Crunch at the End of Time

I’ve worked on many projects over the years, and I’ve noticed something in common with all of them. No matter how big or small the project, no matter how long or short the time line, the closer to the end of the project I get, the tighter the deadline seems. In discussion with several other people, I’m aware that I’m not alone in this regard, that many people who work on projects seem to notice the same trend.

At first, I wondered if it was a scheduling issue. In an earlier article, I discuss how to deal with scheduling issues, and after trying some of the advice suggested there, I realized that this was not the issue.

The problem has little to do with scheduling, and a lot to do with the nature of projects. The real problem is that when a project time line is written, the project itself is often poorly understood. As the project progresses, the problems being solved become clearer, as does the solution. However, the time required to build the solution gets longer, and soon even the padding put into the original estimate is long gone.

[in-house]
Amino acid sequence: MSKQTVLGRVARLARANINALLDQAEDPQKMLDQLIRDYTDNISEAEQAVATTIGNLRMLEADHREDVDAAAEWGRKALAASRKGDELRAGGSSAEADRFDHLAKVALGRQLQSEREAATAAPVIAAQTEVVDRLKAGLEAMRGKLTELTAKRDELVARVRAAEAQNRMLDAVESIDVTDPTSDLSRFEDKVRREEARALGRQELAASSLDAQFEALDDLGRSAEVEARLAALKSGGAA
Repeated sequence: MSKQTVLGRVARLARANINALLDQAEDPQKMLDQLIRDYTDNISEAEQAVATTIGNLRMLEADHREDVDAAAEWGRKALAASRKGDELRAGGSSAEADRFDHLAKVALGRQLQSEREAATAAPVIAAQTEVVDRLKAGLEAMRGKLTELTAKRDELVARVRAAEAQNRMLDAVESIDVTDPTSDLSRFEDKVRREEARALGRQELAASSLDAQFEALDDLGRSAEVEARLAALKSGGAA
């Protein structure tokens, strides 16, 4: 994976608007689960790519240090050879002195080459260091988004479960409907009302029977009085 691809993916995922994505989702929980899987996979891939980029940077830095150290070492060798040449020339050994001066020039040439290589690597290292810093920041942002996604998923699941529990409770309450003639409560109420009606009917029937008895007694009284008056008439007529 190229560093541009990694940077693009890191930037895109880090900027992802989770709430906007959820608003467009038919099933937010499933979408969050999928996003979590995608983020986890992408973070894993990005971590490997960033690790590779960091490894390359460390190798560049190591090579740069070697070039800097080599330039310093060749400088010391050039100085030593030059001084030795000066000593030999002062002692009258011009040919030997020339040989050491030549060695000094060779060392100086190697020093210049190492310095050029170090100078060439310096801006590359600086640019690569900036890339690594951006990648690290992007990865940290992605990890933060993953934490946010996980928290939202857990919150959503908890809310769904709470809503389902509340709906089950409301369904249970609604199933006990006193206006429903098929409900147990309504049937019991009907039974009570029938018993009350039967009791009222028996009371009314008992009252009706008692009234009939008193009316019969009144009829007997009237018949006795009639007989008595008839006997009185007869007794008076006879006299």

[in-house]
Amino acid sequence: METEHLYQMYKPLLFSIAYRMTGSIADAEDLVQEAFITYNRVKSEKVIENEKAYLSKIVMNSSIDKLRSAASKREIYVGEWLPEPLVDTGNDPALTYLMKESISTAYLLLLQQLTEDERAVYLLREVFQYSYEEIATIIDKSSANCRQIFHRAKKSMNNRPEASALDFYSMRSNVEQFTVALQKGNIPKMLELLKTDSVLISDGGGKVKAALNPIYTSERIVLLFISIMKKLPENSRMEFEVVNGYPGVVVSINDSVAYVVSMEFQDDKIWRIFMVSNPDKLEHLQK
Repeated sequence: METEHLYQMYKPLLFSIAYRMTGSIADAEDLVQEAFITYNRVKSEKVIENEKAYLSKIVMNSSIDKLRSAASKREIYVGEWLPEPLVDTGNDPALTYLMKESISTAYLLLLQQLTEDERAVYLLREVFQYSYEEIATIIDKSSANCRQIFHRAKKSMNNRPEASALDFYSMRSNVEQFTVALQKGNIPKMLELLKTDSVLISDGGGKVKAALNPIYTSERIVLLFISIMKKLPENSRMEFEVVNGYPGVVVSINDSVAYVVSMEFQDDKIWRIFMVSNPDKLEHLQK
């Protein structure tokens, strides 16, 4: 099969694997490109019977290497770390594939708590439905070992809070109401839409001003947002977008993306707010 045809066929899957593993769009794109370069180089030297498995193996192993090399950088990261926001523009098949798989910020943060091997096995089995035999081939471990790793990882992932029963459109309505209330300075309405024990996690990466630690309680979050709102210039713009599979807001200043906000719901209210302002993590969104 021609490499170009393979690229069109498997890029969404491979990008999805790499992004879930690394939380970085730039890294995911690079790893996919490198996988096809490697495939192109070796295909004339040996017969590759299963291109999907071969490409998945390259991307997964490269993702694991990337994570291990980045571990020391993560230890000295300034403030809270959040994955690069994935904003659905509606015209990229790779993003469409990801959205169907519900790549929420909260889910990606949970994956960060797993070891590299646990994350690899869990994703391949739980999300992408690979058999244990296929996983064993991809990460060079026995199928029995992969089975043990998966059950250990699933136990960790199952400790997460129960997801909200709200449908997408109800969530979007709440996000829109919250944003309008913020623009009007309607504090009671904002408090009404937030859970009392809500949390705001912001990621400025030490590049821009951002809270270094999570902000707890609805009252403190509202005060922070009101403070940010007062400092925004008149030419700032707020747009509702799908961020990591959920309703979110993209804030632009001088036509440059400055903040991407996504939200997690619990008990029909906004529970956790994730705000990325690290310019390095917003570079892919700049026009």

Is this a failing in our ability to estimate the amount of time needed for a particular amount of work?

I would tend to say that we are able to provide that estimate with a high level of accuracy. However, we are hard-pressed to accurately assess what work it is that we’ll be doing by the end of the project.

For now, I don’t see an answer to this problem, but I’m sure I’m not alone. How would you go about providing time estimates so that you don’t find yourself working late hours the closer you get to the final deadline?